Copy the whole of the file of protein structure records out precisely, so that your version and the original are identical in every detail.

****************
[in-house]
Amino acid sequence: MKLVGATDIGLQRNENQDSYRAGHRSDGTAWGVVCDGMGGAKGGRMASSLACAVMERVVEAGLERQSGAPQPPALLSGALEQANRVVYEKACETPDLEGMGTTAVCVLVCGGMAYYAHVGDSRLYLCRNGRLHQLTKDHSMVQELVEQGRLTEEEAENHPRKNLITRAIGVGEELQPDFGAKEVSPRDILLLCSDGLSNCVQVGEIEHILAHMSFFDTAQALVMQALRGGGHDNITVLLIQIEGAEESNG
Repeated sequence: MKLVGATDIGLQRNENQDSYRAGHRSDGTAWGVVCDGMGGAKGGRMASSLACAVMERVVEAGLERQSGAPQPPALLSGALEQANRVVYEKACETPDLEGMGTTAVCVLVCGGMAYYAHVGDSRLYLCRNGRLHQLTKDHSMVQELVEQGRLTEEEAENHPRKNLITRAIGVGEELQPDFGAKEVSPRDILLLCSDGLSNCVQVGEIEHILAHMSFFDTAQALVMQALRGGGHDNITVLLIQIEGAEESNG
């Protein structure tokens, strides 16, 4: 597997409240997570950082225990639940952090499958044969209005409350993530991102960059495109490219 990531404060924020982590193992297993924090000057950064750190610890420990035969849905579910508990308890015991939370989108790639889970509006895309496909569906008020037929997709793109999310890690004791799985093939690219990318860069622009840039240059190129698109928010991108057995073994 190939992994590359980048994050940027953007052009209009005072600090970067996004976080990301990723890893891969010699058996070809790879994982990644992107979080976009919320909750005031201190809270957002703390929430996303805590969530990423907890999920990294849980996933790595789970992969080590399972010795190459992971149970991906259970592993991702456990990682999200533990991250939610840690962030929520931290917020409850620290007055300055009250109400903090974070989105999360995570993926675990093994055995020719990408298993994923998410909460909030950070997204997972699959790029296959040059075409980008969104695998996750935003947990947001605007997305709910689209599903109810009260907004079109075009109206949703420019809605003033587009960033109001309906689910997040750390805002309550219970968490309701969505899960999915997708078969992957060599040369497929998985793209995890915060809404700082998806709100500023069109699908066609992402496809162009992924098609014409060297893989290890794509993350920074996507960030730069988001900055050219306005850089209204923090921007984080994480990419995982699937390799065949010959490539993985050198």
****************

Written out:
[in-house]
Amino acid sequence: MKLVGATDIGLQRNENQDSYRAGHRSDGTAWGVVCDGMGGAKGGRMASSLACAVMERVVEAGLERQSGAPQPPALLSGALEQANRVVYEKACETPDLEGMGTTAVCVLVCGGMAYYAHVGDSRLYLCRNGRLHQLTKDHSMVQELVEQGRLTEEEAENHPRKNLITRAIGVGEELQPDFGAKEVSPRDILLLCSDGLSNCVQVGEIEHILAHMSFFDTAQALVMQALRGGGHDNITVLLIQIEGAEESNG
Repeated sequence: MKLVGATDIGLQRNENQDSYRAGHRSDGTAWGVVCDGMGGAKGGRMASSLACAVMERVVEAGLERQSGAPQPPALLSGALEQANRVVYEKACETPDLEGMGTTAVCVLVCGGMAYYAHVGDSRLYLCRNGRLHQLTKDHSMVQELVEQGRLTEEEAENHPRKNLITRAIGVGEELQPDFGAKEVSPRDILLLCSDGLSNCVQVGEIEHILAHMSFFDTAQALVMQALRGGGHDNITVLLIQIEGAEESNG
């Protein structure tokens, strides 16, 4: 597997409240997570950082225990639940952090499958044969209005409350993530991102960059495109490219 990531404060924020982590193992297993924090000057950064750190610890420990035969849905579910508990308890015991939370989108790639889970509006895309496909569906008020037929997709793109999310890690004791799985093939690219990318860069622009840039240059190129698109928010991108057995073994 190939992994590359980048994050940027953007052009209009005072600090970067996004976080990301990723890893891969010699058996070809790879994982990644992107979080976009919320909750005031201190809270957002703390929430996303805590969530990423907890999920990294849980996933790595789970992969080590399972010795190459992971149970991906259970592993991702456990990682999200533990991250939610840690962030929520931290917020409850620290007055300055009250109400903090974070989105999360995570993926675990093994055995020719990408298993994923998410909460909030950070997204997972699959790029296959040059075409980008969104695998996750935003947990947001605007997305709910689209599903109810009260907004079109075009109206949703420019809605003033587009960033109001309906689910997040750390805002309550219970968490309701969505899960999915997708078969992957060599040369497929998985793209995890915060809404700082998806709100500023069109699908066609992402496809162009992924098609014409060297893989290890794509993350920074996507960030730069988001900055050219306005850089209204923090921007984080994480990419995982699937390799065949010959490539993985050198």